This is a stripped down text version of the video Java Interfaces Explained. The video has many more examples and in depth explanations.

What is an Interface?

An interface in Java is a contract or blueprint for a class. It specifies what a class must do, but not how it does it.

For instance, consider this interface Playable, which includes a method play. This method has no body.

public interface Playable {
    void play();

The naming convention for interfaces often includes suffixes like -able or -ible, such as Renderable, Comparable, or Playable. Sometimes, interfaces are named after a property they represent, like HasSize, or simply as nouns like List or Set.

We can have different implementations of this interface, like Video and Audio, each defining its own version of play:

public class Video implements Playable {
    public void play() {
        // play the video

public class Audio implements Playable {
    public void play() {
        // play the audio

Why Use Interfaces?

Interfaces allow for writing implementation-agnostic code, meaning the code doesn’t rely on the specific details of how each class accomplishes its tasks.

This approach offers numerous benefits:

  1. Reduced Coupling: By using interfaces, classes become less dependent on each other’s specifics, enhancing flexibility and modularity in the code.
  2. Code Reusability: Interfaces enable multiple classes to implement the same set of behaviors in different ways, promoting code reuse.
  3. Enhanced Scalability: They allow systems to scale and evolve over time, accommodating new functionalities without disrupting existing implementations.

Imagine a Player class that can play any Playable object. This design allows us to pass any object that implements Playable, such as Video or Audio, to the Player class without it needing to know the specifics of these classes.

public class Player {
    void play(Playable playable) {;

Java 8 Interface Features

With Java 8, interfaces gained additional capabilities, moving closer to abstract classes.

Let’s explore some of these advanced features:

  1. Default Methods: Interfaces can now include methods with a default implementation, allowing shared functionality among implementing classes.
  2. Static Methods: Like static methods in classes, these are attached to the interface and can be accessed without an instance.
  3. Functional Interfaces: These special interfaces with a single abstract method can be implemented using lambda expressions or method references.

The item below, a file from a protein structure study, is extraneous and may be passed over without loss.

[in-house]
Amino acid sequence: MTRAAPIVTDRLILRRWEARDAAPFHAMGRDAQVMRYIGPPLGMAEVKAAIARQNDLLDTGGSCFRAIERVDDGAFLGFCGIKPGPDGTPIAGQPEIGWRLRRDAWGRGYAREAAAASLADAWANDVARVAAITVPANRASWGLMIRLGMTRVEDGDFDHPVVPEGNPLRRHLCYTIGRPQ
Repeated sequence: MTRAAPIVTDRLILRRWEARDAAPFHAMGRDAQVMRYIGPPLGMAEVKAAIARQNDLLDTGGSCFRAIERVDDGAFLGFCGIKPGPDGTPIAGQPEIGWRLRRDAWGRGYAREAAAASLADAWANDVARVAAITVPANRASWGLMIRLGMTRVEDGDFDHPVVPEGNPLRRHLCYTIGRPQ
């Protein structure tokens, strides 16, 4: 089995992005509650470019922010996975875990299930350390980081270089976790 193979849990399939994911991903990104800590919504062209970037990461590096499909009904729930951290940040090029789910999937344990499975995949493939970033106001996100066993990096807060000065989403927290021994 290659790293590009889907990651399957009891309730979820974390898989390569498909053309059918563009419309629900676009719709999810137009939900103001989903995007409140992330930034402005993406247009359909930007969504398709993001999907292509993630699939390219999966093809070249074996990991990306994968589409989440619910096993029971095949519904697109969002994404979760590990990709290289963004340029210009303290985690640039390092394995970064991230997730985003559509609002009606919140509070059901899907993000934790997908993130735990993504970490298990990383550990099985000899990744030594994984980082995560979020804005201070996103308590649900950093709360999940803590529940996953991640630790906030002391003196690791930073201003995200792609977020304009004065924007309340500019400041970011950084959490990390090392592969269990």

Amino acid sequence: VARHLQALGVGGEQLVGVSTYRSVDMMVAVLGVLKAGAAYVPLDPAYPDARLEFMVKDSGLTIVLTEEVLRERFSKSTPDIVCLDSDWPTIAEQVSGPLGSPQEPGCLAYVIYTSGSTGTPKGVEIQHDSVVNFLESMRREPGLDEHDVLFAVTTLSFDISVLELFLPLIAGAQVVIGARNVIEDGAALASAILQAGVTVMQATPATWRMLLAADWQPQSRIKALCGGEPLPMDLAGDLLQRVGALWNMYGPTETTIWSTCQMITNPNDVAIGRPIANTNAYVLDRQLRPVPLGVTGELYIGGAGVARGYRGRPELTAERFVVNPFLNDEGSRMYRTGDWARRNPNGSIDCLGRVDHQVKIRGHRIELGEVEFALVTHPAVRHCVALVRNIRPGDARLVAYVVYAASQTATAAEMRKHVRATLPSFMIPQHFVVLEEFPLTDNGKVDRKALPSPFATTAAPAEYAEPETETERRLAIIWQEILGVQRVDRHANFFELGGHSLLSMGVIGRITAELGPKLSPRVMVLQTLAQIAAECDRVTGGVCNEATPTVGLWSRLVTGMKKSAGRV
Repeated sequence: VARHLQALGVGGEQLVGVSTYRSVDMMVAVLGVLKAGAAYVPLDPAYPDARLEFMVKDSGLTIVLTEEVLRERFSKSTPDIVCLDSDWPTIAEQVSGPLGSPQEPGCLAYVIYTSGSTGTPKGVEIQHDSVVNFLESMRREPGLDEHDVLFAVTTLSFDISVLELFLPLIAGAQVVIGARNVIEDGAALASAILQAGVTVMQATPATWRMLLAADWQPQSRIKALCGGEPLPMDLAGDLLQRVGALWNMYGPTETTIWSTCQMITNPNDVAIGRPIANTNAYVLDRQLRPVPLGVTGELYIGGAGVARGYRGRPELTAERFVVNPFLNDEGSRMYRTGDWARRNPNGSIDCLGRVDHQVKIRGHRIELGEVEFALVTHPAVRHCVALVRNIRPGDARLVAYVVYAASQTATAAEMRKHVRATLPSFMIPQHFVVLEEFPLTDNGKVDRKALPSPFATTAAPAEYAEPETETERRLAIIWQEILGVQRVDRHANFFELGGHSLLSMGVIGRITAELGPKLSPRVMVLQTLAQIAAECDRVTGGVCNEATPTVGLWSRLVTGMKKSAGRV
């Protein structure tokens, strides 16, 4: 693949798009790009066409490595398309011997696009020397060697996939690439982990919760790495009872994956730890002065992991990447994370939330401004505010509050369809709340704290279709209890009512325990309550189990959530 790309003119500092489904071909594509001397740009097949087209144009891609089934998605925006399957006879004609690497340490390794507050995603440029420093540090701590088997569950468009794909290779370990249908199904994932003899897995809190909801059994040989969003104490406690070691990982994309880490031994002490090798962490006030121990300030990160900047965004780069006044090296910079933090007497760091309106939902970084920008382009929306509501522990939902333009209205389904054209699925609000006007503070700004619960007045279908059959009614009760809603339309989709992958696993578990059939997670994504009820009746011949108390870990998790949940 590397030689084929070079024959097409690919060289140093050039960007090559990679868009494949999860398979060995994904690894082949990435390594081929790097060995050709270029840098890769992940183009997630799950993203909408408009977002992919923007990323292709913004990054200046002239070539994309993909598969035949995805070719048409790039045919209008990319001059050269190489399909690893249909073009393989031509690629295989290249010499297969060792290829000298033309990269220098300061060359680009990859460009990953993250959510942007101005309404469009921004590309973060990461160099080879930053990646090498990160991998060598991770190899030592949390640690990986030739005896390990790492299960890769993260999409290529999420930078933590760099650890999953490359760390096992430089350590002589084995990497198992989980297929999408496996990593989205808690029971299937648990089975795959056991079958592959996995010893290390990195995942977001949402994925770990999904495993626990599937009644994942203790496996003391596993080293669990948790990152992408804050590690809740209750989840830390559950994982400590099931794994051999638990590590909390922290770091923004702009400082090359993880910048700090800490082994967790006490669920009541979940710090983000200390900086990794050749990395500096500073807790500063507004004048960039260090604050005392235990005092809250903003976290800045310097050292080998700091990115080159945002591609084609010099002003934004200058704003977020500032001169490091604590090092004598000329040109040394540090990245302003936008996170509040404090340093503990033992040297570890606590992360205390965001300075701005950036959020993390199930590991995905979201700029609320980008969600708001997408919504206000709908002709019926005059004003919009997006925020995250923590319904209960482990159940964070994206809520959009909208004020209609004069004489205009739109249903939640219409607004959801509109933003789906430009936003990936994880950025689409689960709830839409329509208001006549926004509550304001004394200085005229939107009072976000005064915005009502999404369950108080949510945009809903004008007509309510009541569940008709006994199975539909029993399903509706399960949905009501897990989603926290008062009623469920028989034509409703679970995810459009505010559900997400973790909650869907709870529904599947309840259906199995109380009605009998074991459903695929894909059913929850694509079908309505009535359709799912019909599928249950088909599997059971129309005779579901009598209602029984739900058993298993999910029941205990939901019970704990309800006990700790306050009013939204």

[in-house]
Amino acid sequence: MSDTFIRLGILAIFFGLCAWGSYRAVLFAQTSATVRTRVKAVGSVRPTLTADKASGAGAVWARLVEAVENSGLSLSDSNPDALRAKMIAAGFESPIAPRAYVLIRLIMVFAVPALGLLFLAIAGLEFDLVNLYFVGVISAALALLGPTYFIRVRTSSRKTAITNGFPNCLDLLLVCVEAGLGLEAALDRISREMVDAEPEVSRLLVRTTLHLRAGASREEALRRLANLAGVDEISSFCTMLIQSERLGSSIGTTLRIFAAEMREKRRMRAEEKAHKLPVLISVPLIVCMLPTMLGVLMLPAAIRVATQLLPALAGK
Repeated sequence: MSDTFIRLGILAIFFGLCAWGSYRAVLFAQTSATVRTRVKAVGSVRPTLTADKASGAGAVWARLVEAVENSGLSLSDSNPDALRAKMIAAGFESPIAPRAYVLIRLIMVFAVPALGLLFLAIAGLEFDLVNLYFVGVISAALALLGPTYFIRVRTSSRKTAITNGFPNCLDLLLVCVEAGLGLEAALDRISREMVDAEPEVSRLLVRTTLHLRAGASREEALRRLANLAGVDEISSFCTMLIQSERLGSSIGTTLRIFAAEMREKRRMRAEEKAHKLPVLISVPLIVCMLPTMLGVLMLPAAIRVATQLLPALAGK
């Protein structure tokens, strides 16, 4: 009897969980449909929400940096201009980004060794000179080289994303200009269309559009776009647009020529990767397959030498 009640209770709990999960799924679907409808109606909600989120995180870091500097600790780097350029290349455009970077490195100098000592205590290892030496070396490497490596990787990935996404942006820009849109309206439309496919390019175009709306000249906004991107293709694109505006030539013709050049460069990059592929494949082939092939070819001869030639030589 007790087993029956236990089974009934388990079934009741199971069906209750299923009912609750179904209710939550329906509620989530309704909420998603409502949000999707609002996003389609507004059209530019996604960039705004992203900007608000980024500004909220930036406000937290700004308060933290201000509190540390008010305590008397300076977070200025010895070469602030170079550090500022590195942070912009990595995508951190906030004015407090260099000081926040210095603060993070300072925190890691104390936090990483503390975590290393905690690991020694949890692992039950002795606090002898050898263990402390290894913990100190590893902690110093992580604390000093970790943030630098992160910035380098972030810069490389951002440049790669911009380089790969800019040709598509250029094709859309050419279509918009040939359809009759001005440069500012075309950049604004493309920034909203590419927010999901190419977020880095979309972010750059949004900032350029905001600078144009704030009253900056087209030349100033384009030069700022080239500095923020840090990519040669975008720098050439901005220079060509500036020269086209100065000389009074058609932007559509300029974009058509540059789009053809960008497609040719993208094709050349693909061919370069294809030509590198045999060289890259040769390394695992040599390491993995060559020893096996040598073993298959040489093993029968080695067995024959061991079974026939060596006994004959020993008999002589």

Default Methods

With Java 8, interfaces were enhanced with the ability to have default methods. These are methods within an interface that have a default implementation. This feature allows for greater flexibility and the ability to add new functionality to interfaces without breaking existing implementations.

public interface Logger {
    void log(String message);

    default void logError(String message) {
        log("ERROR: " + message);

In this example, Logger interface has a default method logError that utilizes the log method. Implementing classes can override this default method if a specific behavior is required.

Static Methods

Java 8 also introduced the possibility of defining static methods in interfaces. These methods are attached to the interface itself and not to the object instances, similar to static methods in classes.

public interface UserStore {
    void putUser(User user);
    User getUser(String username);
    static String getDefaultUsername() {
        return System.getProperty("");

Here, UserStore interface contains a static method getDefaultUsername. This method can be accessed without creating an instance of the interface, using UserStore.getDefaultUsername().

Functional Interfaces

A significant feature introduced in Java 8 is the concept of functional interfaces. A functional interface is an interface with exactly one abstract method, and it can be used alongside lambda expressions and method references.

interface Processor {
    void process(String data);

This Processor interface is a functional interface. It can be implemented using a lambda expression:

Processor processor = data -> System.out.println(data);

Or a method reference:

Processor processor = System.out::println;

Functional interfaces are a key part of Java’s lambda expressions, allowing for concise and expressive code.

Interface Inheritance

Java interfaces support the concept of inheritance, similar to classes. One interface can extend another, inheriting its methods. This allows for a more modular and structured approach to interface design.

Extending interfaces allows for adding new functionality to an existing interface without altering the original interface’s contract. This is particularly useful for maintaining backward compatibility.

public interface Logger {
    void log(String message);

public interface ErrorLogger extends Logger {
    void logError(String errorMessage);

ErrorLogger extends Logger, adding a new method logError, while still maintaining the original log method from Logger.

Generic Interfaces

Interfaces in Java can be generic, allowing for type parameters. This makes interfaces more flexible and reusable, as they can be used with various data types.

public interface Store<T> {
    void put(T item);
    T get(int id);

The Store interface is a generic interface with a type parameter T. This allows for the creation of repositories for different data types, like Store<Integer> or Store<User>.

I have a full video explaining generics in detail: Java Generics Explained

Watch the video for more in-depth examples and explanations

To dive deeper into Java interfaces and see these concepts in action with in-depth examples and explanations, I highly recommend watching the video Java Interfaces Explained. This video provides a more complete understanding and is an excellent resource for anyone looking to master Java interfaces.

Watch the video here: Java Interfaces Explained